Home > Food > Cardiff Character: Neil Adams

Cardiff Character: Neil Adams

Penarth born Neil Adams is the director of E. Ashton’s Fishmongers in Cardiff’s Central Market and has worked there since his family took over in 1973.

The family have not always been based in the centre of Cardiff. Neil points to a photo displaying the year 1928 and explains, “My father used to have a shop in Penarth and it wasn’t a very big place. When this stall came on the market he sold the shop and came here.”

Alongside his brother Jonathan they are fifth generation fishmongers. Their father John Adams, who is now in his eighties, isn’t involved in the day-to-day running, handing over the reins more than 20 years ago.

However, his son quipped, “He comes and does a few office jobs to keep away from my mother.”

Neil Adams with some of his 25 employees hard at work behind

Neil Adams with some of his 25 employees hard at work behind

Mr Adams says, “We’re not as busy as we used to be. The counter 20 years ago would have been heaving. There are less and less people coming through the market but we are still doing good business.”

With the declining numbers they have learnt to diversify by supplying local businesses.

He boasts, “The catering side has really taken off. We have developed it and I think we are quite good at it.”

It’s not just Cardiff wanting their fresh produce with supplies going to hotels and restaurants in areas such as Swansea, Chepstow, Abergavenny and even Bristol.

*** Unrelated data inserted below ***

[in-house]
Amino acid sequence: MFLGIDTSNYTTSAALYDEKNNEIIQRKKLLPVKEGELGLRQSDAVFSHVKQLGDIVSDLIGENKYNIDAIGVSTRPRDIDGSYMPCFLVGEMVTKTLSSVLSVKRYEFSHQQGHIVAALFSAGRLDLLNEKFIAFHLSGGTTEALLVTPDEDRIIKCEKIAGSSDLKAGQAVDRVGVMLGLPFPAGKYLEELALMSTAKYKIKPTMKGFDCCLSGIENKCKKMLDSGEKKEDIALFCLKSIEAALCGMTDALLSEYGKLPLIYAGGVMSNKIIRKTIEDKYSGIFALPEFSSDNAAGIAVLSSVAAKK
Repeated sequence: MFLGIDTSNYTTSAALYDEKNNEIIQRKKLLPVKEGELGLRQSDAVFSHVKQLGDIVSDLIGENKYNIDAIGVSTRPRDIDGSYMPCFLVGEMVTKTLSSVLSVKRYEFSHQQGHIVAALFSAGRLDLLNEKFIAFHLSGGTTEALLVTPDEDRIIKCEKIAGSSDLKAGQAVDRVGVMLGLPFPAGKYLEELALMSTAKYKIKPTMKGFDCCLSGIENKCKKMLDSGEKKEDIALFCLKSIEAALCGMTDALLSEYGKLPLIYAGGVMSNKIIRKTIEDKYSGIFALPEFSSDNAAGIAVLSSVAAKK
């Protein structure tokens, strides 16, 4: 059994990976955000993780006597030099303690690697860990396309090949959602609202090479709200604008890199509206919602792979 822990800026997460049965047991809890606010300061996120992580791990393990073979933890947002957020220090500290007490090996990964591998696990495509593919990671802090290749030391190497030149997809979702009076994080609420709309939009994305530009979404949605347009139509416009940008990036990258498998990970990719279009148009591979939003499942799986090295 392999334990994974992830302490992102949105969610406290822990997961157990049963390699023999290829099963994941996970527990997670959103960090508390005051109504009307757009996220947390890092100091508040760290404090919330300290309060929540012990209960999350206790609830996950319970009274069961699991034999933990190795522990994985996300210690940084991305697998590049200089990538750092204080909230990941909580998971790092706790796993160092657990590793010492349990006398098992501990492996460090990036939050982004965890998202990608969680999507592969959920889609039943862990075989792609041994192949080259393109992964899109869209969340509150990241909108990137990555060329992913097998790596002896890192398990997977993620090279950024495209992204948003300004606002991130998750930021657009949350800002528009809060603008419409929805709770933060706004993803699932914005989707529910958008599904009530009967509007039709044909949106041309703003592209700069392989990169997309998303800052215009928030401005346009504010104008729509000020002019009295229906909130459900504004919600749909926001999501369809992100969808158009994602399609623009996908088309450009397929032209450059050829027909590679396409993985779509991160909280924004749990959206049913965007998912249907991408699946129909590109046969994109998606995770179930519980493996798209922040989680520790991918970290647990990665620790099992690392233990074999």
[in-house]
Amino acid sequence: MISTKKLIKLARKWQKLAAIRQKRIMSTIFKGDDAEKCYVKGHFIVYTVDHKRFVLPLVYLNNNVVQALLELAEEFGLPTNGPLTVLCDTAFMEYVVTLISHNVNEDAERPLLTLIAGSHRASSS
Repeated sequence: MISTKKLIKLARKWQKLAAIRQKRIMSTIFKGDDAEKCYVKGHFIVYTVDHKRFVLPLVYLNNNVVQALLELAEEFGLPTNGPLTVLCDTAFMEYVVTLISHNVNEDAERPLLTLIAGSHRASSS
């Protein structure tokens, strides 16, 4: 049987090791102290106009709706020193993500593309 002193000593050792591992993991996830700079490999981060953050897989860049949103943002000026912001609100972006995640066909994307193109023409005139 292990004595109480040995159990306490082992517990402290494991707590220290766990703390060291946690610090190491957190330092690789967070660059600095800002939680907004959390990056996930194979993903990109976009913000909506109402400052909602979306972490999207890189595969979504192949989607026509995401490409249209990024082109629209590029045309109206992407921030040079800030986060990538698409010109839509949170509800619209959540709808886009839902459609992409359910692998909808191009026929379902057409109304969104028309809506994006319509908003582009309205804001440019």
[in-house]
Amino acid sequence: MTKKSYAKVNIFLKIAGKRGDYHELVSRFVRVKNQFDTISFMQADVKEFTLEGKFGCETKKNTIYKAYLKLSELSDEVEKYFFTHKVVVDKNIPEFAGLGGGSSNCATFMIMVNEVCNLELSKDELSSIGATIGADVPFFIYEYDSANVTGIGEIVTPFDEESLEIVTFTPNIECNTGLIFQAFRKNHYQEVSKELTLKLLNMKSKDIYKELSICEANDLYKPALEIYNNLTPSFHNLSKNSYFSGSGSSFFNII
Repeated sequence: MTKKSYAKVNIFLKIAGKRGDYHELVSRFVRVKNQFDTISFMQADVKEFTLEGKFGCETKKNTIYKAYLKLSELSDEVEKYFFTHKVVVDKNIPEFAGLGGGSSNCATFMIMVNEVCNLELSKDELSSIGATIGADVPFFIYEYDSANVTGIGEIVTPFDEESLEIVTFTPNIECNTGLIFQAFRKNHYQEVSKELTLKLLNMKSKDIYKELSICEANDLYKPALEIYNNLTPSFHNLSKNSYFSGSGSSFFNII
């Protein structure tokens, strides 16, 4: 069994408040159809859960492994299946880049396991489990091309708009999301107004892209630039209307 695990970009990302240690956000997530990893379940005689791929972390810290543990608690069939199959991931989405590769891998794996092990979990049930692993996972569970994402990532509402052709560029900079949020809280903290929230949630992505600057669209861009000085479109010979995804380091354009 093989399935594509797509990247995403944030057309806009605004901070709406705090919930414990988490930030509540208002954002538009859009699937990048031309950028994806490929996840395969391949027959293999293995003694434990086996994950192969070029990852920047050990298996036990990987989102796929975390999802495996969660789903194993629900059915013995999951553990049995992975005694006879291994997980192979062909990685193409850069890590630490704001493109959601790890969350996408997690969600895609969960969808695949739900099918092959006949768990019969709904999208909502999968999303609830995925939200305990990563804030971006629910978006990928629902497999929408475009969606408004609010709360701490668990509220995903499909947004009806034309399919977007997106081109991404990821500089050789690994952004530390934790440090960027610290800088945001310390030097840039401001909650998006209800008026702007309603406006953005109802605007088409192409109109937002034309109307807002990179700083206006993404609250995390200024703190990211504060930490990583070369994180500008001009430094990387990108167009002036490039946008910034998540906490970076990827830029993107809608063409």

Neil has some explanations for the decline in the popularity of fish and one is the current generation.

He explains, “The younger people don’t know how to cook a bit off fish, and when people are working they just pop something in the microwave. Years ago people knew what to do with fish but sadly they are dying out.”

Another major factor in the decline are supermarkets. As Neil says, “People want to shop in one place with fresh fish already being pre-packed.”

There may be less numbers in the market but out of the current stalls, this one, situated at the Trinity Street entrance, draws some of the biggest crowds. And these customers do have their favourites.

“We sell a lot of cod, salmon, haddock and plaice. Other things have picked up like sea bass in recent years,” he says.

The fish is sourced worldwide, from the colder climates of Alaska, to the warmer environment of the Seychelles. There is a huge variety on the counter, such as tuna from the Indian Ocean and rare catches like swordfish, red snapper and grouper.

With people now going on holiday to exotic places it has caused the business to change stock.

Neil proudly states, “We have a lot more variety than we used to, we even have sea urchins out there today.”

With market stalls doing all they can to survive Mr Adams is calling for some help from other sources.

He says, “We would like the council to spend more money on the market.”

He drew comparisons to Swansea market, stating. “It’s a hell of a lot smarter than this one. It’s a much more modern place.”

He is not calling for major restoration, saying, “It is a bit run down but it does have a bit of charm. It could do with a lick of paint and bit of tidying up.”


Read More
Splott community group wins funding for social activities
Fine Dining Table with Wine and Candle
Voxpop: Do the public think Cardiff lacks fine dining establishments?
#InPoverty: Children without books could be hit hardest by gap in council budget
Cardiff Character: Ieuan Harry